A month full of dancing the night away:

DHS students celebrate homecoming despite the school not having one


A group of well-dressed sophomore friends gather around each other to capture a moment on October 3. They all came together to continue the tradition of homecoming at Jacob Hancock’s house. “I thought [our homecoming] was really fun, the food that people brought was good. . . and it was decorated beautifully,” Ada Bermudez said.

Nylene Gutierrez and Alexis Rundle

After everything that COVID-19 has already taken from the students of DHS, it comes striking again taking the homecoming dance. However, people among Delta County came together and fought back by hosting their own homecoming somewhere in Delta in the month of October. 

Sophomore, Jacob Hancock, hosted a homecoming dance at his house inside a developing workshop. He, along with six fellow sophomores, spent weeks on end preparing for the dance that would occur on October 2. Hancock said, “I just thought it might be fun to do [a homecoming] at my house [since] people were bummed that there wasn’t going to be one.”

 They decorated the workshop with fall decorations, hay bales for seating, and Christmas lights on each wall that ended up meeting in the middle of the ceiling. Hancock and some of the sophomores that helped set up along with parents pitched in and provided food and beverages for everyone attending the dance. Hancock and other guests believed that it had a good turn out.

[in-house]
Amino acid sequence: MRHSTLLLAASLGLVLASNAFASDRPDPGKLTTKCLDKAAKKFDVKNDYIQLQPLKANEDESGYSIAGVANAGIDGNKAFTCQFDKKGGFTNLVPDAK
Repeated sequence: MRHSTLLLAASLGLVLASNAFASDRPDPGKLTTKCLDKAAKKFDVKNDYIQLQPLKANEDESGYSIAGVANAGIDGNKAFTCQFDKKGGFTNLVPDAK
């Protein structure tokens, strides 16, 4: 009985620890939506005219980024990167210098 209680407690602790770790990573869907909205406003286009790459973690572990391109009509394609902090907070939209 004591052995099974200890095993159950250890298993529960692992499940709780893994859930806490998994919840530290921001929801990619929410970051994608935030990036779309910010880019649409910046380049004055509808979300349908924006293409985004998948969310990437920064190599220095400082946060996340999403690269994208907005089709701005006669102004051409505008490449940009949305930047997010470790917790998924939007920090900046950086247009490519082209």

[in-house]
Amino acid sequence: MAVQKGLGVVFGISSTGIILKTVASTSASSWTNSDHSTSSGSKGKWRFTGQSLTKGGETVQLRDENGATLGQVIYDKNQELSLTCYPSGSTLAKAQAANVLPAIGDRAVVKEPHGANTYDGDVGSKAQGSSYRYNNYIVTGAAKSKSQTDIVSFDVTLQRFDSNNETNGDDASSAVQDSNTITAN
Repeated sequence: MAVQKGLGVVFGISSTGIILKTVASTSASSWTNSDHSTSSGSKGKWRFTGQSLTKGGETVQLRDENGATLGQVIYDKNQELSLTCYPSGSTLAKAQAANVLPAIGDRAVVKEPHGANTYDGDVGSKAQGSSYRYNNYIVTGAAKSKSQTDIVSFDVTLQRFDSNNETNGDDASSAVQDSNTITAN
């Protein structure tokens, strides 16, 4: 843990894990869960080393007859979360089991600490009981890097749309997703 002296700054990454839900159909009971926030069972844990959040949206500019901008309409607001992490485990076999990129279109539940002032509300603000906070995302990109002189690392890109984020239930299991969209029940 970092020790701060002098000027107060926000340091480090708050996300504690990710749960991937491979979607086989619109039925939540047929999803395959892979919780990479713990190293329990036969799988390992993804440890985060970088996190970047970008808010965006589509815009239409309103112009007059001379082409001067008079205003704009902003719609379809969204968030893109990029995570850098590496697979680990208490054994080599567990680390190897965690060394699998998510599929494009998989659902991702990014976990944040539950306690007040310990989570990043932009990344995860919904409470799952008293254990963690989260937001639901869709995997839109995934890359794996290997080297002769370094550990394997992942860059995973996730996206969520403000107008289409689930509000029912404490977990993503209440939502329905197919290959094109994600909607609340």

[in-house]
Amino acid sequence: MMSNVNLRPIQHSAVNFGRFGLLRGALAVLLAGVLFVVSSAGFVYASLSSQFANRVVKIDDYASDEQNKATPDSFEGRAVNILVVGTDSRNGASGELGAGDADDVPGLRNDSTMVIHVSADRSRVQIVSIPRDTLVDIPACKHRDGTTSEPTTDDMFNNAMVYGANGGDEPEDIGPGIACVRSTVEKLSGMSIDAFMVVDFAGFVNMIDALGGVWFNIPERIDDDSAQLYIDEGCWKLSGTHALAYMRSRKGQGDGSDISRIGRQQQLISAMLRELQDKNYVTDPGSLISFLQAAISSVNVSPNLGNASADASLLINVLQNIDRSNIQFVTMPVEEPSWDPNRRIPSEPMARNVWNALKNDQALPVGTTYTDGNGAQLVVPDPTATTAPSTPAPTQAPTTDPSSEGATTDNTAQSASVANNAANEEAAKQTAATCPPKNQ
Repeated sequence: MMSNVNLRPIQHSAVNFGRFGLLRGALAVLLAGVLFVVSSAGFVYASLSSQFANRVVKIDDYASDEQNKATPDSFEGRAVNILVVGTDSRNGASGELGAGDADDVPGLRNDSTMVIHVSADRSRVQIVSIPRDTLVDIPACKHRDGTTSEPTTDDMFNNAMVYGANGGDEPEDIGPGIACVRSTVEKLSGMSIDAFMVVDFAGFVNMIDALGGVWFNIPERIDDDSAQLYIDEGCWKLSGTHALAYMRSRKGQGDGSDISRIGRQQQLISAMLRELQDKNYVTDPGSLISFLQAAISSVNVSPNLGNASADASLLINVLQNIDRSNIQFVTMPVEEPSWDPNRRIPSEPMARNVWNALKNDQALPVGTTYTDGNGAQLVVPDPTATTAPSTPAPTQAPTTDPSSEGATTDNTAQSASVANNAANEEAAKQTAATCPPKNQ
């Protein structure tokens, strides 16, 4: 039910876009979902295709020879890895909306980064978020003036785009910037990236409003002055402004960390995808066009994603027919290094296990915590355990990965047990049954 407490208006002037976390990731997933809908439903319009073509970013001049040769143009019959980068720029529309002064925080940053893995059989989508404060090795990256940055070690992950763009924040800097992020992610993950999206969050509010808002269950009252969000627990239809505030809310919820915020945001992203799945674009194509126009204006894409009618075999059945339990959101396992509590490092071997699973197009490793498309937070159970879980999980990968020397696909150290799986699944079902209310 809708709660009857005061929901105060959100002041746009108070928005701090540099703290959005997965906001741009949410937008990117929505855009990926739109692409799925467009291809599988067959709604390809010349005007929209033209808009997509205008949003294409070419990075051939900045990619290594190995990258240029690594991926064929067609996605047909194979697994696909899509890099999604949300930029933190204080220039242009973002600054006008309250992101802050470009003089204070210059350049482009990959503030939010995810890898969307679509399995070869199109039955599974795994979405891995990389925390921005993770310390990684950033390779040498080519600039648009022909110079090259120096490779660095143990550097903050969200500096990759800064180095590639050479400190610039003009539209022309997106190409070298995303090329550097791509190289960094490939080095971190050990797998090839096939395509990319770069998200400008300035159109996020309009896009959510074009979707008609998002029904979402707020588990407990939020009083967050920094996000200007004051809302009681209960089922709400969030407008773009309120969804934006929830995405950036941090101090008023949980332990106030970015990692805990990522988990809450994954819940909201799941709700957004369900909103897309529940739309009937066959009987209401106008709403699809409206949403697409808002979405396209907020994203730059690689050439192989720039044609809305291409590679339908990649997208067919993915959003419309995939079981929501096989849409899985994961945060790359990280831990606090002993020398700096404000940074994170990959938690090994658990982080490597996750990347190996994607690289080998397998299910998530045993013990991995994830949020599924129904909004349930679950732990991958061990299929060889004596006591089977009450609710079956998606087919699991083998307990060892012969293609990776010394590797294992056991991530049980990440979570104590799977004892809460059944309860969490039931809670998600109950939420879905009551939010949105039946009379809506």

With that being said, Hancock’s homecoming unfortunately wasn’t something all of the DHS students could attend since he invited the people who could go. But this didn’t affect the students’ homecoming experience since My Place also hosted a homecoming on October 15 for all of Delta County and Montrose County to attend. 

According to Bernice Rosales, My Place was very organized and on schedule with everything they had planned for the night. They had people at the front doors to check admissions, a professional photographer from Montrose to take students’ pictures, as well as a homecoming ballot for voting royalty.

You can’t have the full homecoming experience without having the traditional homecoming queen and king. DHS senior, Bernice Rosales, was crowned homecoming queen at My Place on October 15. “It was really nice. They had a crown and everything for everybody,” Rosales said. (Photo Credit: Jordan Fine)

After students were given enough time to vote, the votes were counted and tallied to identify royalty from each school. Seniors, Favian Estrada and Bernice Rosales, won homecoming royalty for DHS . However, Rosales was the only one crowned since Estrada left early. “It was sort of chaotic yet so memorable,” Rosales said. 

Rosales said that many students tried making up their own rules and did whatever they wanted that went against My Place’s rules or went against what they allowed. But the people running the place would constantly say something to those students or even kick them out if they didn’t listen after so many chances given to them. Rosales also said that “It was packed, but it weirdly worked.”

These two homecomings gave DHS students a chance to have their homecoming experience this year, but if the juniors or seniors missed out on their opportunity, then they still have one more chance.

Parents came together to give the upperclassmen a homecoming experience by hosting one at Renee Cronenberg’s house on October 24. The plan, as of Friday the 23, is to have a bonfire and music for the students along with food and beverages.

Payten Hodgin said, “It sounds really fun, but I wish the whole school could’ve come. . . I [also] sort of wish it was formal, because once out of the year, I actually would like to dress up in a dress and high heels.”